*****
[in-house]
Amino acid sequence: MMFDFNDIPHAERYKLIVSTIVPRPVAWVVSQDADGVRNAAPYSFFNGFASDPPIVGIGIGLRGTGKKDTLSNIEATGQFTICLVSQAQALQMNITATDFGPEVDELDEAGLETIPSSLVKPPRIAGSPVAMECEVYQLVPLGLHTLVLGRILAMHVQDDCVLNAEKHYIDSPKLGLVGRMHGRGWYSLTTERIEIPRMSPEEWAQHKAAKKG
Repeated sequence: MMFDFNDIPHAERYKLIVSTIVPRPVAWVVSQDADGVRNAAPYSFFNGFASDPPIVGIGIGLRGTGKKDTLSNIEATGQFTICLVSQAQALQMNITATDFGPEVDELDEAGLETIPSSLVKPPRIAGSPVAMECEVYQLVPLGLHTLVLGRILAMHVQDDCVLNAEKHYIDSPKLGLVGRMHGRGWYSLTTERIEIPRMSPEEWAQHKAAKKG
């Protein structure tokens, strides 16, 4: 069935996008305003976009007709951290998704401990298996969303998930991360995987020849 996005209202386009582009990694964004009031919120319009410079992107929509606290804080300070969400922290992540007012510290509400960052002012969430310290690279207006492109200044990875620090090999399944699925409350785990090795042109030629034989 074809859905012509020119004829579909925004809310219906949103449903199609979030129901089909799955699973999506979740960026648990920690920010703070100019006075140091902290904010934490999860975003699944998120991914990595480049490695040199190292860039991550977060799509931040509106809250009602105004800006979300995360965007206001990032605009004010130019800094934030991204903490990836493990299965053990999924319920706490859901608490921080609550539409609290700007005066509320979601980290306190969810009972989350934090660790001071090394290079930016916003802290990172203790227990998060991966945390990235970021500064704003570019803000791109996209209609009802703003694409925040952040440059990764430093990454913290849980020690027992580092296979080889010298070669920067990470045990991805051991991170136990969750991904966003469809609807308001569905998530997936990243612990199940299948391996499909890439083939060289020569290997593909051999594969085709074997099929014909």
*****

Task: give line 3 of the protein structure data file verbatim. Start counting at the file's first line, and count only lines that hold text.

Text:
Repeated sequence: MMFDFNDIPHAERYKLIVSTIVPRPVAWVVSQDADGVRNAAPYSFFNGFASDPPIVGIGIGLRGTGKKDTLSNIEATGQFTICLVSQAQALQMNITATDFGPEVDELDEAGLETIPSSLVKPPRIAGSPVAMECEVYQLVPLGLHTLVLGRILAMHVQDDCVLNAEKHYIDSPKLGLVGRMHGRGWYSLTTERIEIPRMSPEEWAQHKAAKKG